The purpose of this study was to evaluate the postoperative safety and long-term stability of bimaxillary orthognathic patients with postponed maxillomandibular fixation (MMF) after intraoral vertical ramus osteotomy.
A total of 61 patients (21 male and 40 female patients; average age [SD], 21.7 [4.7]) were enrolled. All patients underwent maxillary LeFort I osteotomy and bilateral intraoral vertical ramus osteotomy for mandibular prognathism. During the hospital stay, postoperative airway compromise was observed and patients underwent MMF with wire at the second postoperative day. Stability was evaluated by measuring the position at each period: preoperative (T0), 2-day postoperative (T1), and 1-year postoperative.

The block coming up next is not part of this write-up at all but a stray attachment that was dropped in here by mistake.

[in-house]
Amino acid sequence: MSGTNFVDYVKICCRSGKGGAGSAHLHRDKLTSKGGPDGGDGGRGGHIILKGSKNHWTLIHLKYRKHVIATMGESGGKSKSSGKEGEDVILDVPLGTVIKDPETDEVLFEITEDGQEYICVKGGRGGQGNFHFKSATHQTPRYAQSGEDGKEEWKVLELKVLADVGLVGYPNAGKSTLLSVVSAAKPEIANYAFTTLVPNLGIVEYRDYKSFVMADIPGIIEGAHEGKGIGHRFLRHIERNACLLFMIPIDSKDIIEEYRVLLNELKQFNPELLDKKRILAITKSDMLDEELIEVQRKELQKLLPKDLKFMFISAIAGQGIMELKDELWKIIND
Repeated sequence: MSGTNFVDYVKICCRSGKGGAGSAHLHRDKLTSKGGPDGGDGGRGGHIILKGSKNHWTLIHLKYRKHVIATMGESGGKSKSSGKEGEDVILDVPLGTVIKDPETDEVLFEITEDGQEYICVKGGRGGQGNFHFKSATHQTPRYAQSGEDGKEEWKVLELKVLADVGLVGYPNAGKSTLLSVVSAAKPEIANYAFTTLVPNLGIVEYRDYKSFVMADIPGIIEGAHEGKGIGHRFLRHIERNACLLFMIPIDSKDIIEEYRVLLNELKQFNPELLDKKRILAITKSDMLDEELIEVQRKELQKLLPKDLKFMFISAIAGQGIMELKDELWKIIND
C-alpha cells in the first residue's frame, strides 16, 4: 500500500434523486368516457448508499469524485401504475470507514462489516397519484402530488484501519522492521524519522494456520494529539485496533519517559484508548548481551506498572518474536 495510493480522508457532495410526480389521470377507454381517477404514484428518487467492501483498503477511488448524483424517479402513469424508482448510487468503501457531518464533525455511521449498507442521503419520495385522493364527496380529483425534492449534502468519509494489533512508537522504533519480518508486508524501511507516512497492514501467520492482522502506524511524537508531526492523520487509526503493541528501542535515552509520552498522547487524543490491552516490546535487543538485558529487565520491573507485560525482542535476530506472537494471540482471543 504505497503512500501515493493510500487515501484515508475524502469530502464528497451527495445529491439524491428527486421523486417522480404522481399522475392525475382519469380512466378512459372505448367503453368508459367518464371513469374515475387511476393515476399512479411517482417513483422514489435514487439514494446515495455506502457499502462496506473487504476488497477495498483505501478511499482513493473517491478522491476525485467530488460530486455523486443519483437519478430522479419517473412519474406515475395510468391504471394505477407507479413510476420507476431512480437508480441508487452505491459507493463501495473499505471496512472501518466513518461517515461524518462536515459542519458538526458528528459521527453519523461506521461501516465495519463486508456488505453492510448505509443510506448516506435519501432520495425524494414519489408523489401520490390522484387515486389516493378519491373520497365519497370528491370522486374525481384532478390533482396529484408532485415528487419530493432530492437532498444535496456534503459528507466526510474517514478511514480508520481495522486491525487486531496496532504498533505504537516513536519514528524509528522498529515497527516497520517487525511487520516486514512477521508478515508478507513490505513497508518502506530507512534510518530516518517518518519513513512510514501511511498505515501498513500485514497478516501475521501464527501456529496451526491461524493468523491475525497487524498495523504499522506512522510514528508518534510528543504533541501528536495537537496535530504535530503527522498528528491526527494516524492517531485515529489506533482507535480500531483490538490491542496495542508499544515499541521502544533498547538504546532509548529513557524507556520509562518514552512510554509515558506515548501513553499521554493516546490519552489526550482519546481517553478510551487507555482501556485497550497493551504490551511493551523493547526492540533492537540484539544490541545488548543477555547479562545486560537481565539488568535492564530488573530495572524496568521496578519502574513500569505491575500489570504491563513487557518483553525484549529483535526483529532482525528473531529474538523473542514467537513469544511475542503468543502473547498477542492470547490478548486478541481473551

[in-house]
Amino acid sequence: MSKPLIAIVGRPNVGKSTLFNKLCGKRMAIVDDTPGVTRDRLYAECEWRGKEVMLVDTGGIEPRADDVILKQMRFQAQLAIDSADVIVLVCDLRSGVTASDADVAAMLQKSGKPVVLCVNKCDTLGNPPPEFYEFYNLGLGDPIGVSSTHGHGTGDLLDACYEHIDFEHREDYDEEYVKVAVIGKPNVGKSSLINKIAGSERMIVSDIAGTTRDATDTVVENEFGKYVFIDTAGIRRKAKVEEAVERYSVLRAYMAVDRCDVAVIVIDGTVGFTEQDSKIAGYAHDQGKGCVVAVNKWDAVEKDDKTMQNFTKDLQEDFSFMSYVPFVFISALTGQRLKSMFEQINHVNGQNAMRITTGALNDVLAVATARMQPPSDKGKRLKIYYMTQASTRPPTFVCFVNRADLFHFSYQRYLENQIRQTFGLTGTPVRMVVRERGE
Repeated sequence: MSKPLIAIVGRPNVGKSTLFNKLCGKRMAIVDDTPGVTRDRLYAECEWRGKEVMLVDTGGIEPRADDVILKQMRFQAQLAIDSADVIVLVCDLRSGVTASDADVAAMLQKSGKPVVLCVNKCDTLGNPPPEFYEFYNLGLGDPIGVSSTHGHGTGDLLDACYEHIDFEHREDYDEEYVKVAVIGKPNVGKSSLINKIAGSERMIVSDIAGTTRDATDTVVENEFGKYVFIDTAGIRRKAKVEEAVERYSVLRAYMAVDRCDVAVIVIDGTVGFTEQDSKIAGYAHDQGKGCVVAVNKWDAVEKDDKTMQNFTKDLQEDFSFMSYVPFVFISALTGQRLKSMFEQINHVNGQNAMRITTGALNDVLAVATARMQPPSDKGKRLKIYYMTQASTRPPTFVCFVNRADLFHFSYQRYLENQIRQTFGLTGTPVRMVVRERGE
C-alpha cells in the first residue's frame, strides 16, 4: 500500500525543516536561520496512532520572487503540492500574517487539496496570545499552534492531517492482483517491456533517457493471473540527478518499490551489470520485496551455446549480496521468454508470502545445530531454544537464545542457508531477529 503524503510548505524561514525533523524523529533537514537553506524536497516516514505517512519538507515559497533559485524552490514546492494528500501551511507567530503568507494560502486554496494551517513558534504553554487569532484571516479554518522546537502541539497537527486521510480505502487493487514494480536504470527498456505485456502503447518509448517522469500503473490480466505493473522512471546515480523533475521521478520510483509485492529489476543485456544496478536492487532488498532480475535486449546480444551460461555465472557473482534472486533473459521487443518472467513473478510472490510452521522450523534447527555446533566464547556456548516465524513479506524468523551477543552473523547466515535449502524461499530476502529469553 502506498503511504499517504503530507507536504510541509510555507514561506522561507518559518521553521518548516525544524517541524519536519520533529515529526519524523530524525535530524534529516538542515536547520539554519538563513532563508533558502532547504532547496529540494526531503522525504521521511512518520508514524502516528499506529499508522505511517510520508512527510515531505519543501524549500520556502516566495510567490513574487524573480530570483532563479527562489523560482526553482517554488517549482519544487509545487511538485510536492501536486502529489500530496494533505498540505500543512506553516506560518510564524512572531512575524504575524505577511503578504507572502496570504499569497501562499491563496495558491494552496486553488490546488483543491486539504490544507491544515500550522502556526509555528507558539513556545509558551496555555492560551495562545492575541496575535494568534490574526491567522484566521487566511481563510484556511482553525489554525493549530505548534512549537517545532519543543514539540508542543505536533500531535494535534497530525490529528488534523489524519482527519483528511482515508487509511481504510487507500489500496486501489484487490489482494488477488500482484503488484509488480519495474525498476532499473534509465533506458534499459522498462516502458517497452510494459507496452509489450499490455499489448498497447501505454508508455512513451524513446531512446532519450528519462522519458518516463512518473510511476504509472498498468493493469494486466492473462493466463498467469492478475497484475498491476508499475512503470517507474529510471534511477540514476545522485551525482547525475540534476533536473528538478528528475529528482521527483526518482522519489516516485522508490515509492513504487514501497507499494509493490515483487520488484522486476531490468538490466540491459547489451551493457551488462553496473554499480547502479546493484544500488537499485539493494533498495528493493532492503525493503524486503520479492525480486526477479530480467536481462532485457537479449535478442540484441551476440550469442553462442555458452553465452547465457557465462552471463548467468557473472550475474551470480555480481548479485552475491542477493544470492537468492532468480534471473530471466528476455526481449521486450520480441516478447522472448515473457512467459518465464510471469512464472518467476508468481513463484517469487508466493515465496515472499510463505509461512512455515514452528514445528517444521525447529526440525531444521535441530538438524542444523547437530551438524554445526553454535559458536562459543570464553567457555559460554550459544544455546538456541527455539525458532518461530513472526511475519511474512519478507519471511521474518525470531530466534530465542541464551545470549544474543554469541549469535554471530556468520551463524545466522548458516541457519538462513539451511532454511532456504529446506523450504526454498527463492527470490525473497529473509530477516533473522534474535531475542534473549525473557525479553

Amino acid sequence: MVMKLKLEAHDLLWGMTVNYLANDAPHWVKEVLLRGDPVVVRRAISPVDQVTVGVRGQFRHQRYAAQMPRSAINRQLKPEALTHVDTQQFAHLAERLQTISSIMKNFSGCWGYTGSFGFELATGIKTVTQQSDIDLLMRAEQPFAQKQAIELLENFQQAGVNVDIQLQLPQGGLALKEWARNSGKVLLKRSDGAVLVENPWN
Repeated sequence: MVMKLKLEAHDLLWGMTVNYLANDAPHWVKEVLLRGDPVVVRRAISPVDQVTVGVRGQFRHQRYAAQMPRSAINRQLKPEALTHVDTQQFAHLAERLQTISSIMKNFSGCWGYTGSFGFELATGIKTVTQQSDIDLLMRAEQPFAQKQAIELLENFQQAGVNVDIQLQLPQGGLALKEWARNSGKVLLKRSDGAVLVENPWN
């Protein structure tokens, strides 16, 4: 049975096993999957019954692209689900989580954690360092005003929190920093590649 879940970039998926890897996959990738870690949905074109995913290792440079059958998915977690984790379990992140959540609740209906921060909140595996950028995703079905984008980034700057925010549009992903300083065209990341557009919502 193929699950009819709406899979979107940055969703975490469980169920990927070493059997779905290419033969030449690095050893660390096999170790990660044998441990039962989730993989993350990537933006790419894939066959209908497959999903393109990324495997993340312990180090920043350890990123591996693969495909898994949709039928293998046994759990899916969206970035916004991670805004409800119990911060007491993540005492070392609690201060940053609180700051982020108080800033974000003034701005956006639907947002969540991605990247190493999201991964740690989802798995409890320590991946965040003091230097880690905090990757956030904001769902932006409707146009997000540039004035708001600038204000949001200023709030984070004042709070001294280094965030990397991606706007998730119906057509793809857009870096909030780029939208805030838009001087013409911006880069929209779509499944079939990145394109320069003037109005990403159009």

Postoperative dyspnea and respiratory distress were absent in all patients. The mean number of refixations in physiotherapy was 0.62 (0.86) and the mean duration of physiotherapy was 11.6 (5.5) days. The mean amount of mandibular setback was 12.56 (5.76) mm and menton movement 0.98 (2.36) mm superiorly (T1). The mean mandibular relapse at Pog was 0.87 (1.96) mm anteriorly. Menton showed 1.11 (1.41) mm superiorly movement 1-year postoperatively (T2).
Despite its many advantages, intraoral vertical ramus osteotomy requires a period of MMF which can lead to early discomfort and airway-related emergency. In this study, the physiotherapy procedure and postoperative long-term stability in the postponed MMF group were not different from those of an immediate MMF group studied previously. It therefore constitutes a viable option for oral breathers and other compromised patients.